(April 12) The weekly unemployment claims data was ignored once again. "April Unemployment Claims are Still Strong." First-time unemployment claims were lower for the first week of April than they were during the first week of April 1970, 1971, and 1972. While they were higher than the first week of April last year, the data this week, the April 7, 2018 data, was closer to the calendar data date for April 8, 2017. Say that three times fast. Calendar data date. Continuing claims were also low for the fifth and final week of March. They were considerably lower than the levels recorded during the final week of March for 1971, 1972 and all years through and including 2017. Oh, and we have 140 million covered insured compared to 53 million covered insured during March 1971.
(April 13) We will be receiving data on new home construction, new home sales, and existing home sales between April 17th and April 24th. "March 2018 Real Estate Forecast: Momentum" examined the possible outcomes for each of those three reports. New Home Starts, Completions, and Units under construction should exceed last year's levels and should continue to the return to normalcy that was seen prior to the Housing Recession of 2005-2010. New Home sales should pop higher than last March and higher than this February, We should see a new record March Average Sales Price. Existing Homes could surge higher than last year's March level. Inventory, or the lack thereof, could hold back sales. We should set another March existing home average sales price record.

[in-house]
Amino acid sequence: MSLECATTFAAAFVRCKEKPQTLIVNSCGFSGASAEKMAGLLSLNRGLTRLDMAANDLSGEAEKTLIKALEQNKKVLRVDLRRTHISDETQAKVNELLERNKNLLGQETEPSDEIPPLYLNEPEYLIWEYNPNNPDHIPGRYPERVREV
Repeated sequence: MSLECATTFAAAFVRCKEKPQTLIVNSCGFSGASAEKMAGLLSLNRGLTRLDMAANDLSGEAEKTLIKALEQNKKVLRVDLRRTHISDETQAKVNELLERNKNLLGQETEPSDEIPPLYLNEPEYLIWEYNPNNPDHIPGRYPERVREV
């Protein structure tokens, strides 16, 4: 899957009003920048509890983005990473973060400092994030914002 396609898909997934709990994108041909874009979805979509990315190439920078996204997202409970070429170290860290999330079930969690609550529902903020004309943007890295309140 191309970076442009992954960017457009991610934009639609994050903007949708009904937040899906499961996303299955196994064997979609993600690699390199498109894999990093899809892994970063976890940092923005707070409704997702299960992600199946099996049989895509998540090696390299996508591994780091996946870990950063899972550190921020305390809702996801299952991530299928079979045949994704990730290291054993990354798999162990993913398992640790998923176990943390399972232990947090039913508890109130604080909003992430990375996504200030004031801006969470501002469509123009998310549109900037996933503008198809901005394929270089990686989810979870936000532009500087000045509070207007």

(April 13) Contrary to the narrative heard elsewhere, we are in a Retail Renaissance, not a Retail Ice Age. Retail sales during 2017 were the highest ever recorded. We just had our best January retail month, non-seasonally adjusted, after having our best January Retail sales month, non-seasonally adjusted. "March MARTS Retail Forecast: Remarkable" examined the month to month growth and the March to march growth and found that while we could see March to March declines in the Electronic and Appliance Sector, The Clothing and Clothing Accessory Sector, and the Sporting Goods and Hobby Sector, we should see Total growth of 5% to 10% over the March 2017 level. Month to month growth is even more remarkable. Month to month growth should be up for all sectors by double digits. Every sector should be up 11% to 20% over their February Levels. The total growth March 2018 versus March 2017 could be 15%, 16%, 17%, or 18%.
(April 14) Week in Review